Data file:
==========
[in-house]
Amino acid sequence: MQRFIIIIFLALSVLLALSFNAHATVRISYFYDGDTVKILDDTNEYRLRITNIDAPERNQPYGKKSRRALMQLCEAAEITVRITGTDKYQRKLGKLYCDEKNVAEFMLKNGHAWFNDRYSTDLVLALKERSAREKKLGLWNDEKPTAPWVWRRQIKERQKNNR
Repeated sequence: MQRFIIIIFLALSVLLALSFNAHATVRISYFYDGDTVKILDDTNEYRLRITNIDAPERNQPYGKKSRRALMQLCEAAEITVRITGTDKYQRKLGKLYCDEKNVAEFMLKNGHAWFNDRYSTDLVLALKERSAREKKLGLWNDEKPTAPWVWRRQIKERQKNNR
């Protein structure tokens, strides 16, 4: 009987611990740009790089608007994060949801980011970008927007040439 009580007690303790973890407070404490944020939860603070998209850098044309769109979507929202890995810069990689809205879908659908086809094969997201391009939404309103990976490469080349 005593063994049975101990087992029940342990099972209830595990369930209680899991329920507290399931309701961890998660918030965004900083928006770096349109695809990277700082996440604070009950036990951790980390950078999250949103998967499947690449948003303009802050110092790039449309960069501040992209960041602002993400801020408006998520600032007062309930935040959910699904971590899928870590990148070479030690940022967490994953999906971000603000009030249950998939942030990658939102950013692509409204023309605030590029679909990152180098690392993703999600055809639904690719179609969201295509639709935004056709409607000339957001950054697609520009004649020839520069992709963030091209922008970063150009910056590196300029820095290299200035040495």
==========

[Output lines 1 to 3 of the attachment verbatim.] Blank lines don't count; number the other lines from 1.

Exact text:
[in-house]
Amino acid sequence: MQRFIIIIFLALSVLLALSFNAHATVRISYFYDGDTVKILDDTNEYRLRITNIDAPERNQPYGKKSRRALMQLCEAAEITVRITGTDKYQRKLGKLYCDEKNVAEFMLKNGHAWFNDRYSTDLVLALKERSAREKKLGLWNDEKPTAPWVWRRQIKERQKNNR
Repeated sequence: MQRFIIIIFLALSVLLALSFNAHATVRISYFYDGDTVKILDDTNEYRLRITNIDAPERNQPYGKKSRRALMQLCEAAEITVRITGTDKYQRKLGKLYCDEKNVAEFMLKNGHAWFNDRYSTDLVLALKERSAREKKLGLWNDEKPTAPWVWRRQIKERQKNNR